JOLIET – It was a Holy Spirit moment.
Dale Ambler, associate pastor of First Presbyterian Church in Joliet, was in a meeting with the church’s senior pastor, Craig Herr, a church elder named Bob Herrick and Kelly Corcoran and Rick Abbott, board members of The Center.
In preparation for the Slammers first faith night in August, which The Center hosted, Corcoran and Abbott were seeking support from First Presbyterian. When they mentioned The Center was losing its meeting space, Ambler said he, Herr and Herrick all looked at each other, thinking the same thing: “This is what the church is about. How can we make this happen?”
“I believe God’s hand was in this one,” Ambler said.
Thursday, The Center officially returns to its Joliet roots when it hosts its first meeting – rent-free, Ambler said – at the First Presbyterian Church in Joliet, despite the fact the church has its own youth group that meets on Sunday evenings, Ambler said.
“Incredible things are going to happen,” Ambler said.
Incorporated in 2013, The Center has one mission: to help teens connect with God, so they can experience the life Jesus promised to everyone in John 10:10: “I have come that they may have life, and have it to the full.”
“We’re giving them this idea of the abundant life, that they don’t have to just survive, that there’s an abundant life to be lived,” Corcoran said. “We try to always speak life and truth and hope to our kids.”
Features at the weekly Thursday meetings include free food, games, hang time, music and inspirational talk for teens. Except for its first couple meetings, The Center had met at The Hub in New Lenox.
So where are its Joliet roots? In the ministry of Harv Russell (deceased), founder of the former Christian Youth Center in Joliet, which served area youth for more than 50 years before it closed in 2013.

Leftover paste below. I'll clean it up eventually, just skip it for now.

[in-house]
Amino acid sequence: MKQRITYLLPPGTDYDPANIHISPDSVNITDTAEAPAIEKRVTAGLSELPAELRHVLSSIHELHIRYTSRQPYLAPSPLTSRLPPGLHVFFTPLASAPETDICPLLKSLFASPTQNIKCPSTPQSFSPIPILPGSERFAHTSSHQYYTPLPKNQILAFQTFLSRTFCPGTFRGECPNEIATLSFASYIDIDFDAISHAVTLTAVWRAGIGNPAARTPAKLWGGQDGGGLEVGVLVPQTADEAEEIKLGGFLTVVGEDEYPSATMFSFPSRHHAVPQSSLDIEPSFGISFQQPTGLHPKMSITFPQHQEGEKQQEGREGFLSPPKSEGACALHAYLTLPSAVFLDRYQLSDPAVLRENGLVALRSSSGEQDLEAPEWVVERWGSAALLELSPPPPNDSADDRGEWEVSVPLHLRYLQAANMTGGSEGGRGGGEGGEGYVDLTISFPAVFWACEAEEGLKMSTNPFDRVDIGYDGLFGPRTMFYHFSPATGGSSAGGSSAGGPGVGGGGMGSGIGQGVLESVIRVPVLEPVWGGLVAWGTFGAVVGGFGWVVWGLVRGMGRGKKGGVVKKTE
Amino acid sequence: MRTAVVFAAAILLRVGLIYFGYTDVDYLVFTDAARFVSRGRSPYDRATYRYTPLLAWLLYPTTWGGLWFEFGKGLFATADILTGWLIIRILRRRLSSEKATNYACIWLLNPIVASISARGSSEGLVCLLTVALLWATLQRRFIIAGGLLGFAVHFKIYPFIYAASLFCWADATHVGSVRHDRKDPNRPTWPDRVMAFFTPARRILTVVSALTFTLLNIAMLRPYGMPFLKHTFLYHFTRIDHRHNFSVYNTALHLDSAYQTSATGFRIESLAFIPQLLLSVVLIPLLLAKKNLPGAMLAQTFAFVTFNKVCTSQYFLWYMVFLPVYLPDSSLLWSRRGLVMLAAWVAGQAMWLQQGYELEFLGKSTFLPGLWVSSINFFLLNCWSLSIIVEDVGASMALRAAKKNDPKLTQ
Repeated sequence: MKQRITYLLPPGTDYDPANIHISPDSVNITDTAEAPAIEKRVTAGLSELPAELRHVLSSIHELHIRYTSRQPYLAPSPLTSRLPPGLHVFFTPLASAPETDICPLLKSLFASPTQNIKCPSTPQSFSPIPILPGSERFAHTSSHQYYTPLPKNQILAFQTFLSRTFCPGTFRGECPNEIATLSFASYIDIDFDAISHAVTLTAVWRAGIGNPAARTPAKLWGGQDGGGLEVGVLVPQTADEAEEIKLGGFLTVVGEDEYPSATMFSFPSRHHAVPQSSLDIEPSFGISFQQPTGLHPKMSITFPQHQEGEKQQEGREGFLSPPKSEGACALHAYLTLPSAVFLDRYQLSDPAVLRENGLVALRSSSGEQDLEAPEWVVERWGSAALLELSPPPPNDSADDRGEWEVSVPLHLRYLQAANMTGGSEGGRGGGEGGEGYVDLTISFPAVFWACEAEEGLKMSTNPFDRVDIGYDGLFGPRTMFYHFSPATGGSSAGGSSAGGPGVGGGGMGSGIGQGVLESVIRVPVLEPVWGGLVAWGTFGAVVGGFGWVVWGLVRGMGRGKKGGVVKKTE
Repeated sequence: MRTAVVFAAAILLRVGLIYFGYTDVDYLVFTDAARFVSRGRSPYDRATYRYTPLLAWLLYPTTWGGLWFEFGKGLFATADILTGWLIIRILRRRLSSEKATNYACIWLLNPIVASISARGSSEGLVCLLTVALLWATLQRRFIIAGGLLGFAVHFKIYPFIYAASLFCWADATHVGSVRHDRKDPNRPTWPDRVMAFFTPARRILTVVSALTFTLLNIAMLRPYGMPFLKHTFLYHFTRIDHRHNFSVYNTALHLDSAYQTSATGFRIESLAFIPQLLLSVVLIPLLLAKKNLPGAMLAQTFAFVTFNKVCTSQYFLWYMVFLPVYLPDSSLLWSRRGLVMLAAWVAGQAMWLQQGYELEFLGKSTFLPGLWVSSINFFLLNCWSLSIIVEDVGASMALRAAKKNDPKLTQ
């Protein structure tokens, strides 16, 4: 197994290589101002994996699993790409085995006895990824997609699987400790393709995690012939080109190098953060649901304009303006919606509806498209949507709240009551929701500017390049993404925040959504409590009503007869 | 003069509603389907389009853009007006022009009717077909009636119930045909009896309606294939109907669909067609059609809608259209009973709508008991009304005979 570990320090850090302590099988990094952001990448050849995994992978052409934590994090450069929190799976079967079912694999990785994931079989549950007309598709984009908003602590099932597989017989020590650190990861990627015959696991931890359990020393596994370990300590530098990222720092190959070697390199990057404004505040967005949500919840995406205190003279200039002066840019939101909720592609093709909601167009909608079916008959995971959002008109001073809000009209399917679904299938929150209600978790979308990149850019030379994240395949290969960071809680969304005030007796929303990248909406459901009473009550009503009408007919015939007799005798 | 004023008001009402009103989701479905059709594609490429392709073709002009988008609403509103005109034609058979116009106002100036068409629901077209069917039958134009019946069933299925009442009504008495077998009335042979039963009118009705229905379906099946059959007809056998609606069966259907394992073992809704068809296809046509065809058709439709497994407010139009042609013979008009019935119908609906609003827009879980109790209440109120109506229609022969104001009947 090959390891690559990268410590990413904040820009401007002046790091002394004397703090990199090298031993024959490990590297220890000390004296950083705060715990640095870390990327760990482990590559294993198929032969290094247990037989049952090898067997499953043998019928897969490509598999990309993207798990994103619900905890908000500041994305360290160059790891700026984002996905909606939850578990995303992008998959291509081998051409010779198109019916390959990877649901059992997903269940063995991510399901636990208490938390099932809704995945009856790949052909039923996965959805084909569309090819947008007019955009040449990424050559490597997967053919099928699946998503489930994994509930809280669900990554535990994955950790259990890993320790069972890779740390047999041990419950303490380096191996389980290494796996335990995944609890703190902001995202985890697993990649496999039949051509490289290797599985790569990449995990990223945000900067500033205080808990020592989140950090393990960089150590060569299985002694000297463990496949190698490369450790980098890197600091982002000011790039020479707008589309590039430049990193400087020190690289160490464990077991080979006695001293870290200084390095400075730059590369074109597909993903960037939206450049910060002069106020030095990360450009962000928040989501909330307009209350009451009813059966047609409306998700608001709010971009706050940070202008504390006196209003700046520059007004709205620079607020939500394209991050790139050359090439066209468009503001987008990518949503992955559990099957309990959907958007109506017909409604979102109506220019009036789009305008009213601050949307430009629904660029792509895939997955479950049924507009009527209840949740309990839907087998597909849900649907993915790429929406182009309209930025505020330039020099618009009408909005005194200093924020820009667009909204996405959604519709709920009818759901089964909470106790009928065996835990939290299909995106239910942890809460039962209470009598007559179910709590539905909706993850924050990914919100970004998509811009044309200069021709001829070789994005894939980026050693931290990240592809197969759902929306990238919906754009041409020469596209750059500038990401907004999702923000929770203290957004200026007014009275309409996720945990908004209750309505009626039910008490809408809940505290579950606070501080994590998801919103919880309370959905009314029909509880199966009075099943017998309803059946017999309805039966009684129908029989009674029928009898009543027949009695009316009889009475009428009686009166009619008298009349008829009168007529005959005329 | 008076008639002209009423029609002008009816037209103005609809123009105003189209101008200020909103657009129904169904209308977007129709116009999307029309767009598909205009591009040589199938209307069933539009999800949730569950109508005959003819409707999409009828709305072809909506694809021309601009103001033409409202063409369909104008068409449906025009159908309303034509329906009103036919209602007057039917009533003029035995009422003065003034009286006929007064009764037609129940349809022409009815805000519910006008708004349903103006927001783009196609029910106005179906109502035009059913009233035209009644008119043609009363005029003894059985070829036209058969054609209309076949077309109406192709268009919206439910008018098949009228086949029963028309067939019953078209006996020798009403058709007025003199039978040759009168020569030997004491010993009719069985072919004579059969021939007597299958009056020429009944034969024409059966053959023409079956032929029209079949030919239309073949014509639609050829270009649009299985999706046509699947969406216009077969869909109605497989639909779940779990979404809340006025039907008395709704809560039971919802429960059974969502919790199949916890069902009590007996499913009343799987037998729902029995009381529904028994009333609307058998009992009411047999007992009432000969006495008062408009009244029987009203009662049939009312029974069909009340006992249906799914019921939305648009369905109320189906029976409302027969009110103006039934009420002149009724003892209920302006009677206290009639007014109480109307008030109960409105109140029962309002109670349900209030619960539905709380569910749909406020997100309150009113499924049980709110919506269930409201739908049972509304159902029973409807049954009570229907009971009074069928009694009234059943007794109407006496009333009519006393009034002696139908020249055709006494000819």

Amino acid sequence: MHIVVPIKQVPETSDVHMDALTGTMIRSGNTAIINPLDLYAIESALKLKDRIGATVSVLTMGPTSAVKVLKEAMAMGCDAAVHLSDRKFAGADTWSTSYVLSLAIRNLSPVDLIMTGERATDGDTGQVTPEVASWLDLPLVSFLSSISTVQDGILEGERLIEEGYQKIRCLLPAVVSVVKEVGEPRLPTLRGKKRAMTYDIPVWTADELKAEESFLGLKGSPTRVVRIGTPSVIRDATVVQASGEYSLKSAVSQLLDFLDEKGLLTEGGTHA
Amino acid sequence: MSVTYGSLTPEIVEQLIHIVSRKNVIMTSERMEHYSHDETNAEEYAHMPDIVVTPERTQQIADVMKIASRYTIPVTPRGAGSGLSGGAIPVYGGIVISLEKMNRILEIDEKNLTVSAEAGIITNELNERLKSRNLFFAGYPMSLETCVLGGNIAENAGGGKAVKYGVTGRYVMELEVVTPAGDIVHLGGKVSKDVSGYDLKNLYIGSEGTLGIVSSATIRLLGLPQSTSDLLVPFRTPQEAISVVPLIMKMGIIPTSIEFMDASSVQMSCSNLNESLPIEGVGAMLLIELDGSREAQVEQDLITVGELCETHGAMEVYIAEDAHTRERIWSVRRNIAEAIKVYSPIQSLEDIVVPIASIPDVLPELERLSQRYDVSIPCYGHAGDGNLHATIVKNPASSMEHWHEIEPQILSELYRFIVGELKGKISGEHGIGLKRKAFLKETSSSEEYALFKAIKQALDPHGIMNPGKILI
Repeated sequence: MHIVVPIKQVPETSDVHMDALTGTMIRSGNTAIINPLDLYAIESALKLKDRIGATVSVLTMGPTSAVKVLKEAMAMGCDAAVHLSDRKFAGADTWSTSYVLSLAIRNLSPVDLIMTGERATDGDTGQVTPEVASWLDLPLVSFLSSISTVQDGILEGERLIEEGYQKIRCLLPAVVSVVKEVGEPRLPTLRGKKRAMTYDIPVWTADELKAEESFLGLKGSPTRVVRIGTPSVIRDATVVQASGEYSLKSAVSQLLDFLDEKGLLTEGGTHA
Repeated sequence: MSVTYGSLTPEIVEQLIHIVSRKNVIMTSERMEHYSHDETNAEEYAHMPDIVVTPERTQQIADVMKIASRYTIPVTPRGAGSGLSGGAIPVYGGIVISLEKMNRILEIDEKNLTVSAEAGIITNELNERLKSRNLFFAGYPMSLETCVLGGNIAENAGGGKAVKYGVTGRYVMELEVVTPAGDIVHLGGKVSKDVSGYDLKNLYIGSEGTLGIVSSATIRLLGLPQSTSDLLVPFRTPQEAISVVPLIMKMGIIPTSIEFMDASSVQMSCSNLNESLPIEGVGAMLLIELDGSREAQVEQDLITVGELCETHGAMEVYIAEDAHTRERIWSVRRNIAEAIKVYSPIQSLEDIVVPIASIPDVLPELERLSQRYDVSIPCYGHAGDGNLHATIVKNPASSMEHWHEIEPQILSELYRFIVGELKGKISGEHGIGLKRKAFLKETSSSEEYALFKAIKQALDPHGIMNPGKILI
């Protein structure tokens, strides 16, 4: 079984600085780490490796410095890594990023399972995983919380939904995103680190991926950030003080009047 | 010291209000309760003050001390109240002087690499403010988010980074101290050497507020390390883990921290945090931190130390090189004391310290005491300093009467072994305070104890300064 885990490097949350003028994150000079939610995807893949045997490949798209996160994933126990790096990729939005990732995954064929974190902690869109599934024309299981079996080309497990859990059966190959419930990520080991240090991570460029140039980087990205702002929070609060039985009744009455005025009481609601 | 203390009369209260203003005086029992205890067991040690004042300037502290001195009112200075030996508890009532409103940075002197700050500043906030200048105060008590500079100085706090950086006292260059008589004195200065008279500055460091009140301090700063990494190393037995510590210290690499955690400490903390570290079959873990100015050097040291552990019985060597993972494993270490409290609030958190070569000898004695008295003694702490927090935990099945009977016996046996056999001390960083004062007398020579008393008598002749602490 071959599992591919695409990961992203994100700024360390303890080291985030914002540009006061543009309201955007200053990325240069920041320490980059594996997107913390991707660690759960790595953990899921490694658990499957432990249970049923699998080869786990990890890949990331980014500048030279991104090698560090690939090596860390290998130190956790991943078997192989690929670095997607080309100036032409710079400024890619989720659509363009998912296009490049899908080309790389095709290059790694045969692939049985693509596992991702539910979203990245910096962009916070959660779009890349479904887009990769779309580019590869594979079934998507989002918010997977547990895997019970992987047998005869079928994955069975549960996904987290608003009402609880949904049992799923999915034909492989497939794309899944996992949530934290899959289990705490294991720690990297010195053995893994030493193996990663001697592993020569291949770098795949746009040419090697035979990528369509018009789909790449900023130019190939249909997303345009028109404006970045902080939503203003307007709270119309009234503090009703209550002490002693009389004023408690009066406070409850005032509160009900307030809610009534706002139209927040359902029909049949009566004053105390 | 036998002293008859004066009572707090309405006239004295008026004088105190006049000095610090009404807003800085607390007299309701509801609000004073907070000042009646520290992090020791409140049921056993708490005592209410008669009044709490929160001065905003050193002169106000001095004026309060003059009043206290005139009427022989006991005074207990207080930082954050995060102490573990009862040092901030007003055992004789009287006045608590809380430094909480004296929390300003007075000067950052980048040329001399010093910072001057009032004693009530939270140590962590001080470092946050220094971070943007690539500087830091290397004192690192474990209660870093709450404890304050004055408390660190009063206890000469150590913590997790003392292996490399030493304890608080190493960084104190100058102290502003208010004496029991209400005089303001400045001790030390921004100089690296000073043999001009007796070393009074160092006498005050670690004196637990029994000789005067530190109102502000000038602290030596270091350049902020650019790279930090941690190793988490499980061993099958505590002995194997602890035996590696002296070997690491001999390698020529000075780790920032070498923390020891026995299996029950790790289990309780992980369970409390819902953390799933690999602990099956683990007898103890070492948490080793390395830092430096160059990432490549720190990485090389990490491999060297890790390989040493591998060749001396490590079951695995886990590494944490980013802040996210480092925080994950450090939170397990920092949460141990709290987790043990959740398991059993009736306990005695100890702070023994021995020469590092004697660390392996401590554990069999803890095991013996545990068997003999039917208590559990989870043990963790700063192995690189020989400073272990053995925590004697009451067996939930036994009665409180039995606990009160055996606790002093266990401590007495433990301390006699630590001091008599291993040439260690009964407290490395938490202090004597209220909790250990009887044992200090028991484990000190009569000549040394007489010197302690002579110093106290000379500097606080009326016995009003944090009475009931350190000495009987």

When it did, Corcoran, Abbott and Wayne Downen, all mentored by Russell and alumni of the CYC, formed a board of directors with Lori Ferry, another CYC alumna, later joining the board, according to The Center website. The other two board members are David Hill and Kim Dockus.
According to a news release from The Center, the teens who attend often come from broken homes and challenging life situations. This faith-based organization desires to meet their needs by:
• Providing an inviting, loving and safe environment with no judgment
• Creating a family atmosphere where teens belong
• Feeding them physically, emotionally and spiritually
• Empowering them to be leaders with servant hearts
Service projects include participating in:
• Joliet Cares
• Singing at nursing homes during the holidays
• Feeding the homeless in Joliet and Chicago
• Packing events for Feed My Starving Children
• Prayer walks to pray with people in the community and for the community
IF YOU GO
WHAT: The Center
WHEN: 6:30 to 9 p.m. Thursdays
WHERE: First Presbyterian Church, 805 Western Ave., Joliet
ETC: The Center also offers a summer camp in July to Expeditions Unlimited in Baraboo, Wisconsin and a lock-in during the winter. A variety of volunteer positions for adults are available.
The Center has its roots and spirit in the former Christian Youth Center in Joliet, which closed in 2013. Here is a timeline of CYC’s history, according to former Herald-News stories:
• March 11, 1947 – Moody Bible student Harv Russel hosts the first Hi Crusaders group in Joliet. This was an independent youth program with individual clubs throughout the Chicago area. Twenty-two youth came to the meeting, held in a back room of the old Ridgewood Baptist Church, the corner of Brown and Leech in Joliet.
• 1956 – Now 100 members strong, the Joliet Hi-C hosts a summer teen camp in Shorewood and a basketball team. Meets are held in places such as the Joliet Public Library, upstairs in the old Mode theatre in downtown Joliet and the Salvation Army hall.
• 1957 – When Russell begins overseeing some 60 other Hi Crusaders Clubs in the Chicago area, Chuck Miller, then a Chicago area Hi Crusaders leader and youth director at Faith Bible Church in Joliet, takes Russell’s place. Miller gives rents a storefront on Cass Street, near Joliet Central High School, giving the ministry its first home.
• 1961 – Russell returns after Miller leaves for another position.
• 1961 to 2009 – CYC eventually moves to its permanent home: 20 acres on Manhattan Road in Joliet. Through the year, it offers weekly meetings, retreats, day camps, (where teens served as student leaders); faith-based sports programs and a live school broadcast on WJOL, which lasted over 19 years. By the time CYC celebrated 50 years in 2007, Russell was director emeritus and Rollie Lindstrom was executive director.
• 2009 – CYC, under executive director Brian Allen, changes its ministerial format to one-on-one Christian mentoring
• 2012 – Russell dies.
• 2013 – The Christian Youth Center property is sold. The Center incorporates and begins meeting at Ridgewood Baptist Church. A few months later, The Center moves to The Hub in New Lenox.
• 2017 – The Center begins meeting at First Presbyterian Church in Joliet.